I had the privilege of growing up in Trumbull, CT in the 1970’s and 1980’s and attending the finest three-day Hebrew School in the area, that of Congregation B’nai Torah.  The highlight of the week was always the latter part of Wednesday afternoons, which alternated weekly between an Oneg Shabbat where we the students got a “taste” of the upcoming Shabbat and the school assemblies.  In the latter, a determined Rabbi Wallin would instill in us ruah (spirit) as he implored us to sing louder and louder an assortment of liturgical melodies.  Who could forget the annual Model Pesah Seder where one sly student would crawl under the tables to stealthily remove the afikoman from Rabbi Wallin’s pillow?  Or the end of the year where we would descend to the Rabbi’s office and cash in Mitzvah points for attending services and receive gifts ranging from a havdalah candle to the prized Kiddush cup?

For many students, their Bar or Bat Mitzvah was the last time they would see the inside of the synagogue’s sanctuary until Rosh Hashanah.  For me, like Rabbi Wallin often professed, the Bar Mitzvah was really the beginning.  I became a “regular” along with all of the various “old-timers” and other characters that made the Shabbat morning davening experience an established part of their lives.  The Rabbi had complete commitment to his students and belief in their potential.  Not a Shabbat would go by where I would not be called upon to “call out aliyas” or lead Shaharit or Musaf.  Everyone in the congregation had a role, whether it was announcing the page numbers of the Torah readings or participating in the lively Torah discussions.  The Rabbi was very proud of the fact that the youngsters recited the Mishebarakhim for the people who had Aliyot.  He didn’t care if it wasn’t “prestigious” enough for some.  What was important was that the youth were involved and coming to shul.  When the Rabbi was away, he began to turn to me and his other loyal students in order to replace him on the Bimah.  I was 15 years old at the time.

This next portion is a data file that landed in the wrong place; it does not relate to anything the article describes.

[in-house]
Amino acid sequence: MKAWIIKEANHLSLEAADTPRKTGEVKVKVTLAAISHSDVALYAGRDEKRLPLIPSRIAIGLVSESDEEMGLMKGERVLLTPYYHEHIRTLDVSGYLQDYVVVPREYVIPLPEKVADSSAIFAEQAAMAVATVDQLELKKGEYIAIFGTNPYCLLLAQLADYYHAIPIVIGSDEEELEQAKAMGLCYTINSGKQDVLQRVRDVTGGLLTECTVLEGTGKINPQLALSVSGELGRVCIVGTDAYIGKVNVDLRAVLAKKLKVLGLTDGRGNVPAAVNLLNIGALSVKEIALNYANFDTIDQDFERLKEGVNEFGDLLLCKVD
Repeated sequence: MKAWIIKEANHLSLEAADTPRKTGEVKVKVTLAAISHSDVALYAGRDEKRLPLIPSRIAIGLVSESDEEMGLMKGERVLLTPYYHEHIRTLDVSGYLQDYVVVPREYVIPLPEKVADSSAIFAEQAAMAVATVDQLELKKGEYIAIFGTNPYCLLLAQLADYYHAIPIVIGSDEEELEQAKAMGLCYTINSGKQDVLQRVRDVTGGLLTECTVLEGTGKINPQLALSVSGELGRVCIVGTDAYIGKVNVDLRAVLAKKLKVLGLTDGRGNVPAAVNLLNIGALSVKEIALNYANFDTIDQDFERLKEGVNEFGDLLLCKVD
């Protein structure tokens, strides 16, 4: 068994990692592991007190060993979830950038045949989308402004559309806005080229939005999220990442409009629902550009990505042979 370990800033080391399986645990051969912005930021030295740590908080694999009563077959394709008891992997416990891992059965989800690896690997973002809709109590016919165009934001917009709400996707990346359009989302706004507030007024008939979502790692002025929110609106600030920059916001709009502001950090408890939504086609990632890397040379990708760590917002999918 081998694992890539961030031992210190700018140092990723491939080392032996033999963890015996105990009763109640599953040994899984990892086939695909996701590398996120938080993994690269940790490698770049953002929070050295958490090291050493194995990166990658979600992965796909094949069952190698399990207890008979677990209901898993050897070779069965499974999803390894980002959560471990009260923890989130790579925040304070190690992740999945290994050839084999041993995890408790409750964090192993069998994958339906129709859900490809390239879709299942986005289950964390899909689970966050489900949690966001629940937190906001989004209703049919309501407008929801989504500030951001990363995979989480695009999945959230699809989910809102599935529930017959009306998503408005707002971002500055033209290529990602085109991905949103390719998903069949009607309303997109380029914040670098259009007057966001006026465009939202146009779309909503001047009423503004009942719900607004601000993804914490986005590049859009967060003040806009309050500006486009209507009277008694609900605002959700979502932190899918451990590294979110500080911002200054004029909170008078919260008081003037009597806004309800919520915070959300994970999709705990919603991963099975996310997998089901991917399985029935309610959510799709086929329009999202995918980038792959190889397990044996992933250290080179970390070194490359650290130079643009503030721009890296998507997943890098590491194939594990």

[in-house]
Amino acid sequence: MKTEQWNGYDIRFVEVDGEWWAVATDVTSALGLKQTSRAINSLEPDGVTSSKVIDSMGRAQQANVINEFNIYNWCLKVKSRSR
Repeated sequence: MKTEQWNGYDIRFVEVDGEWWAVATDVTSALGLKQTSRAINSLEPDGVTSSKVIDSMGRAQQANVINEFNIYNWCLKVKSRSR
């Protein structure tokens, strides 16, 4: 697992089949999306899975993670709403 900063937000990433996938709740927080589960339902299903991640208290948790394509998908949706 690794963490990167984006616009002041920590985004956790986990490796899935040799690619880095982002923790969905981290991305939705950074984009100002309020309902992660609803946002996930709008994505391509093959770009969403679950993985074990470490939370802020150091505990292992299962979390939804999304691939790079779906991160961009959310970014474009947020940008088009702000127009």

Although it took me a while to find my “true calling,” there is no doubt that during this period the seeds were planted inside of me for my eventual Rabbinical studies.  Whenever I came home from college, I ran to B’nai Torah for Shabbat services.  After university, I made aliyah to Israel and eventually was accepted to Rabbinical school with the aid of a recommendation written by Rabbi Wallin.

Who would have believed it that a boy from small town America could become a Rabbi in the holy city of Jerusalem!?  This is in no small part due to the investment of my spiritual mentor, Rabbi Wallin.  True, the suspect decorum of “New Yorkers” was always one of Rabbi's favorite gibes, but this also reflected his belief in and dedication to the far-flung Jews of Trumbull, CT.

I also thank the Rabbi for recruiting and enabling my dad to be so involved in the davening at the shul, as this became a very important part of my parents' lives. My sister, Paula, also benefited greatly and as an adult even tutored Bar/Bat Mitzvah students and taught Hebrew school for a time, equipped with what she learned so long ago. 

Rabbi Wallin was a torchbearer who commitment to B’nai Torah was absolute for 36 years.  All of this was possible because of the Rabbi’s unswerving belief in the omnipotence of the God of Israel and in the power of Torah, which is our “Tree of Life.”  In an age of relativism, Rabbi Wallin remained steadfast in his vision.